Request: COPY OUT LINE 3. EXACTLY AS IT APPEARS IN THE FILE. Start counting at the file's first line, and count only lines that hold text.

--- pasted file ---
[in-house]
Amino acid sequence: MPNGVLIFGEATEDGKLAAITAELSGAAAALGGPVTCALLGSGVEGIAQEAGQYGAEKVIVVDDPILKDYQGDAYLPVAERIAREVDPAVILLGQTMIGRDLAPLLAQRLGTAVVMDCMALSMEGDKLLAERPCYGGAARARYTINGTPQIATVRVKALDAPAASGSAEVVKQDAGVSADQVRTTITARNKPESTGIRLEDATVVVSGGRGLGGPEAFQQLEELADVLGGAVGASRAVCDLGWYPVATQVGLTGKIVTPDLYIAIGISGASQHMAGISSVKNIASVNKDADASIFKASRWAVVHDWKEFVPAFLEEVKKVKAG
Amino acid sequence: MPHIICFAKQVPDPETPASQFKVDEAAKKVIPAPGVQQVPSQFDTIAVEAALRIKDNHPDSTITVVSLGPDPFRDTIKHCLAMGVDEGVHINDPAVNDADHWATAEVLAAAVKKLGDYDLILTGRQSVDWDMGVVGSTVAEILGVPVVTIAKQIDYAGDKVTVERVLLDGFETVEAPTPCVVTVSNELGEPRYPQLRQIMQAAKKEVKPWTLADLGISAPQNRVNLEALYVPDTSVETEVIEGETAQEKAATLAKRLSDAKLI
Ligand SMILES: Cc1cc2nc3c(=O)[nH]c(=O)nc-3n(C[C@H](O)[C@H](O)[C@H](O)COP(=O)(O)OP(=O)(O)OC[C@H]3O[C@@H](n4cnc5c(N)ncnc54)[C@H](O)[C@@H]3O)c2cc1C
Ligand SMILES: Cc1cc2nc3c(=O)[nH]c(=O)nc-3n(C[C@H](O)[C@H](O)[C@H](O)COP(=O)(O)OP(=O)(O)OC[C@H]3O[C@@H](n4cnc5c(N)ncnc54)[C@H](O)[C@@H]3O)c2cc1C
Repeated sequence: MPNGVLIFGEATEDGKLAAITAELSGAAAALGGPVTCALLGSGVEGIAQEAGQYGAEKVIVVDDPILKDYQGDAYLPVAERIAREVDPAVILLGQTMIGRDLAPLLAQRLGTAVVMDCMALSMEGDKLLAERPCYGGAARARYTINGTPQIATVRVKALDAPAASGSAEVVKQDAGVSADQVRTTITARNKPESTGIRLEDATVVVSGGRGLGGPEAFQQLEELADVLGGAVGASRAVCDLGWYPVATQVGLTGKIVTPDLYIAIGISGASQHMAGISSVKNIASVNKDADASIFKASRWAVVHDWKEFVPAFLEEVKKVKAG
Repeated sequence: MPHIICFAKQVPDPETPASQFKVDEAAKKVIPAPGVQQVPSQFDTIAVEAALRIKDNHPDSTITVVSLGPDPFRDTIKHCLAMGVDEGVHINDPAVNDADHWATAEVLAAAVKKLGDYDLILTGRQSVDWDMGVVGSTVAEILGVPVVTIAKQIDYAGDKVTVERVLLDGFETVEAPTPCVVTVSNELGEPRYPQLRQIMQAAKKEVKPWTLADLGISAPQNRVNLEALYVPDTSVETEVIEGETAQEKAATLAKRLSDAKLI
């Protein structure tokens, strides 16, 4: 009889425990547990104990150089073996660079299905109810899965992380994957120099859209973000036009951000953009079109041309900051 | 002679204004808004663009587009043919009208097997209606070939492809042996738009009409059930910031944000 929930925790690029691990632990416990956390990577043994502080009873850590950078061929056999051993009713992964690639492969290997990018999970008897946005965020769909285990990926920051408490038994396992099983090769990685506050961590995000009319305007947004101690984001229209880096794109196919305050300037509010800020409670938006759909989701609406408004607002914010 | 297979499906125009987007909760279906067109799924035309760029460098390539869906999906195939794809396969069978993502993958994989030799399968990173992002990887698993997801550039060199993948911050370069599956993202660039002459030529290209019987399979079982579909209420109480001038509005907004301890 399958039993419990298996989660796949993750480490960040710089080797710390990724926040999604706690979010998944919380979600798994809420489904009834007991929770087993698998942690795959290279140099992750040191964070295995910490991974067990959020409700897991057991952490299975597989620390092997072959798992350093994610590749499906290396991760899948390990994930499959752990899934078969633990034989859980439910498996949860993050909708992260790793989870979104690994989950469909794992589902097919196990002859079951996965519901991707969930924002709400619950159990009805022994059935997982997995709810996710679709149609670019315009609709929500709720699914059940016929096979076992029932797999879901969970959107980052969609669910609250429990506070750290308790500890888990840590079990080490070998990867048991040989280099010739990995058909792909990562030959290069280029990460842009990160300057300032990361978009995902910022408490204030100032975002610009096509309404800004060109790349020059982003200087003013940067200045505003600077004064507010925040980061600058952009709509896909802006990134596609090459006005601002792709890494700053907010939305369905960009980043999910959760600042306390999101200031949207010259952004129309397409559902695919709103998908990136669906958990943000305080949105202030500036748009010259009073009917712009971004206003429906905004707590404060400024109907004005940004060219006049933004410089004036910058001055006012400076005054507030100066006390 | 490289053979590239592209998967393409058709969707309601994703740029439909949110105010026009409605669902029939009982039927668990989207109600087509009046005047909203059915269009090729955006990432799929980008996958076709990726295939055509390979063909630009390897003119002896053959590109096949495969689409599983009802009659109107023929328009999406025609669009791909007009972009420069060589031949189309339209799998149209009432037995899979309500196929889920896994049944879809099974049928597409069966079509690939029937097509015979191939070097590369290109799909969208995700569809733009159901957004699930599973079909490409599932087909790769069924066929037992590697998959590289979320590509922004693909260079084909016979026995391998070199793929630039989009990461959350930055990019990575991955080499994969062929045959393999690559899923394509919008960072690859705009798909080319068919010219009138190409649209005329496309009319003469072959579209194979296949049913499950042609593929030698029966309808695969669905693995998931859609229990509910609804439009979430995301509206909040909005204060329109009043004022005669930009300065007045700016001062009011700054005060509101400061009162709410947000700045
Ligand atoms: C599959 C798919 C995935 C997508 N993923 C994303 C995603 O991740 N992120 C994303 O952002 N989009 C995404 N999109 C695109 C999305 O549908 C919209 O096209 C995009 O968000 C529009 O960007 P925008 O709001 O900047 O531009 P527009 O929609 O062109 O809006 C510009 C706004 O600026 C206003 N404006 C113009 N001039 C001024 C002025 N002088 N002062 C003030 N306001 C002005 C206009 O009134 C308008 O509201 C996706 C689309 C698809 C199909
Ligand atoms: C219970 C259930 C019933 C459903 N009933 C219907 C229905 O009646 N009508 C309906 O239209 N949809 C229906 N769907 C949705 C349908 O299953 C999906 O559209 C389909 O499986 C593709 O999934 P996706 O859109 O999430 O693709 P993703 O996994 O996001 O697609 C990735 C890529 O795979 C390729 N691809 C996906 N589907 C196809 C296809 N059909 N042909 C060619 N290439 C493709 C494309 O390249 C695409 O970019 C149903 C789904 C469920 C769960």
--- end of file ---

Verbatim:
Amino acid sequence: MPHIICFAKQVPDPETPASQFKVDEAAKKVIPAPGVQQVPSQFDTIAVEAALRIKDNHPDSTITVVSLGPDPFRDTIKHCLAMGVDEGVHINDPAVNDADHWATAEVLAAAVKKLGDYDLILTGRQSVDWDMGVVGSTVAEILGVPVVTIAKQIDYAGDKVTVERVLLDGFETVEAPTPCVVTVSNELGEPRYPQLRQIMQAAKKEVKPWTLADLGISAPQNRVNLEALYVPDTSVETEVIEGETAQEKAATLAKRLSDAKLI